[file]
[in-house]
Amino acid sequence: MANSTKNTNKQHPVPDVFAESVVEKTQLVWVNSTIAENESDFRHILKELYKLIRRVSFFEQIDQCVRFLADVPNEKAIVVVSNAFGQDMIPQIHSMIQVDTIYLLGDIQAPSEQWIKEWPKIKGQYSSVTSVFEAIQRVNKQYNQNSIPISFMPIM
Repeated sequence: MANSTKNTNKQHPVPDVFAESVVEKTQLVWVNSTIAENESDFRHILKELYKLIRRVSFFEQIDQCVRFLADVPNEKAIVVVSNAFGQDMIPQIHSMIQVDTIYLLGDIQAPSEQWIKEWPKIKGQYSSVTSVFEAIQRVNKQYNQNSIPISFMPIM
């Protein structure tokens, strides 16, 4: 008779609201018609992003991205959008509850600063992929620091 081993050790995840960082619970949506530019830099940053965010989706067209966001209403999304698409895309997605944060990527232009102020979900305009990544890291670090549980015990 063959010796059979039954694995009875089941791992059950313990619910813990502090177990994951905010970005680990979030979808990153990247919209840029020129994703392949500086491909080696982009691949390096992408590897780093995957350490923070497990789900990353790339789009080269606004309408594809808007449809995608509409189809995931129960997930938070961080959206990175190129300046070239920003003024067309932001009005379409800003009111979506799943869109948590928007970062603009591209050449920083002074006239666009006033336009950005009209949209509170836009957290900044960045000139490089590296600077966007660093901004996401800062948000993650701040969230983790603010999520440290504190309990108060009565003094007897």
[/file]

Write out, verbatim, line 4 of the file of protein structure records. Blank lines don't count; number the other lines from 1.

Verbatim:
């Protein structure tokens, strides 16, 4: 008779609201018609992003991205959008509850600063992929620091 081993050790995840960082619970949506530019830099940053965010989706067209966001209403999304698409895309997605944060990527232009102020979900305009990544890291670090549980015990 063959010796059979039954694995009875089941791992059950313990619910813990502090177990994951905010970005680990979030979808990153990247919209840029020129994703392949500086491909080696982009691949390096992408590897780093995957350490923070497990789900990353790339789009080269606004309408594809808007449809995608509409189809995931129960997930938070961080959206990175190129300046070239920003003024067309932001009005379409800003009111979506799943869109948590928007970062603009591209050449920083002074006239666009006033336009950005009209949209509170836009957290900044960045000139490089590296600077966007660093901004996401800062948000993650701040969230983790603010999520440290504190309990108060009565003094007897």